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I remember the rear end is an 1086/1486 style. Had a guy with a 4586 where the wheels kept sliding on the axle. He thought it would be a good idea to put a bead of weld on the axle as a stop. Snapped both axles off next to the weld while pulling a field cultivator. Only one I ever worked on. To darn big for the shop equipment I was using dragging it out from underneath that frame.

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I have seen a few of those 45 and 4786s that have been repowered that they did a clean job on.

We thought about looking at a repowered 4586 last spring with a L10 Cummins in it. Things got in the way and we didn't go see it. It was cheap horsepower for the amount of hours we are going to put on it. From the pictures they showed they did a nice job with the repower but i can't say more until I could see it in person which never happened.

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What is different from the 1086 to 1486 rear? They both used 3 1/2" axles, I thought the transmission was the same, ring and pinion the same but brakes had more disks in the 14 than the 1086 did? 

According to this axle chart the 4386 had 3 1/4" axles just like the 4366, 1066,  and 986 had .

Screenshot_2019-05-30-13-43-03.png

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39 minutes ago, Farmall1066 said:

DV 800 in that?

Yes it is.  Tractor only had about 2400 hours on it.  Motor showed no signs of issues, so no reason to change it.  It had sat for at least 10 years prior to us getting it.  Ran weak for the first few days, but eventually loosed up and ran much stronger.  Still not convinced the aneroid is working like it should.  We'll know more this coming spring when it goes to work again. 

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46 minutes ago, bitty said:

What is different from the 1086 to 1486 rear? They both used 3 1/2" axles, I thought the transmission was the same, ring and pinion the same but brakes had more disks in the 14 than the 1086 did?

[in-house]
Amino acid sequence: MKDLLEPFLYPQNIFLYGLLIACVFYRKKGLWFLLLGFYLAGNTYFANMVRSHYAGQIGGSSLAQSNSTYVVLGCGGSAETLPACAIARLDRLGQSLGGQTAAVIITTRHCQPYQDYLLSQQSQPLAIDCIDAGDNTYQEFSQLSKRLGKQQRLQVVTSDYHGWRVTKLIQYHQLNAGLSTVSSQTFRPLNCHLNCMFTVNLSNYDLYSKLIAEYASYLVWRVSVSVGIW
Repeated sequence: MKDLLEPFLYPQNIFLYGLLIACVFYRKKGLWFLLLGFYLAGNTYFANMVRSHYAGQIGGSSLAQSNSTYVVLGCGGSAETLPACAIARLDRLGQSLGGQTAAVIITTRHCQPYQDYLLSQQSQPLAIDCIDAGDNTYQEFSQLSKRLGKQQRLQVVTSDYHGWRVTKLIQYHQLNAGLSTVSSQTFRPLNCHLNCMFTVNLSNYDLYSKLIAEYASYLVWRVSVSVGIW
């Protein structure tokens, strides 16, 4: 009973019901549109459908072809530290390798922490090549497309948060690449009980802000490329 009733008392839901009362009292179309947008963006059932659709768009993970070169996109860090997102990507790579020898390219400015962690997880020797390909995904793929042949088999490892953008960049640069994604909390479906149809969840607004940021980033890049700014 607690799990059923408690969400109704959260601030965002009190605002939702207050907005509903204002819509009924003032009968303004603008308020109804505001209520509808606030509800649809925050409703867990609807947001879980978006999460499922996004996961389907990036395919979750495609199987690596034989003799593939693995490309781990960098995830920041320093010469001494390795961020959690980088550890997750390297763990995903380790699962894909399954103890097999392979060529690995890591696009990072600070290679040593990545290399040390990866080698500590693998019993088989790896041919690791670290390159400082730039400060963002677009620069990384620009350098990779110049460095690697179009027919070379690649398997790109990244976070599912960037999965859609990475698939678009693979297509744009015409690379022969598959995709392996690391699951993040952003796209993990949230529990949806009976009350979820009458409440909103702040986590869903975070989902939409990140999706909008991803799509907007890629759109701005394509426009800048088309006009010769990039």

According to this axle chart the 4386 had 3 1/4" axles just like the 4366, 1066,  and 986 had .

Screenshot_2019-05-30-13-43-03.png

Pretty much zero difference. Shipping weight same on a 1486 and 1086. Our 4386 has 1066 axles.

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42 minutes ago, J-Mech said:

Yes it is.  Tractor only had about 2400 hours on it.  Motor showed no signs of issues, so no reason to change it.  It had sat for at least 10 years prior to us getting it.  Ran weak for the first few days, but eventually loosed up and ran much stronger.  Still not convinced the aneroid is working like it should.  We'll know more this coming spring when it goes to work again. 

Crankshaft was the weak point on the DV 800 correct?

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12 hours ago, Farmall1066 said:

Crankshaft was the weak point on the DV 800 correct?

I honestly do not know much about the DV 800 except what I learned working on this one, and from some of my old buddies who were IH mechanics at that time.  Near as I have found, the camshaft was the weak point, but they suffered from failures consistent to overspeed.  My friend (who was the IH tech, best in this area) and I had some discussions at length and came to the conclusion that IH just ran the engine too fast.  They needed a motor to fit the size range, so they turned to the truck division.  At the time, the construction division was using the motor in dirt scrapers snd dozers with good results.  To get the HP and torque rise needed for a 4wd tractor, they had to speed it up from the either 1900 or 2100 RPM rating (I cant recall off the top of my head) in the industrial equipment, to 2950 RPM for the tractor.  A huge mistake in our opinion.  In my opinion, and my friends, that was the mistake.  The engine just couldn't handle that kind of load at that kind of speed.  Which, by all rights is kind of odd.  A V8 engine by design can typically handle higher rpm than an inline engine.  It should have been able to handle it.  But, lots of original engines in TD20's still running strong with thousands of hours on them, while very few still survive in 4wd tractors with far less hours.  Only difference being how fast they ran.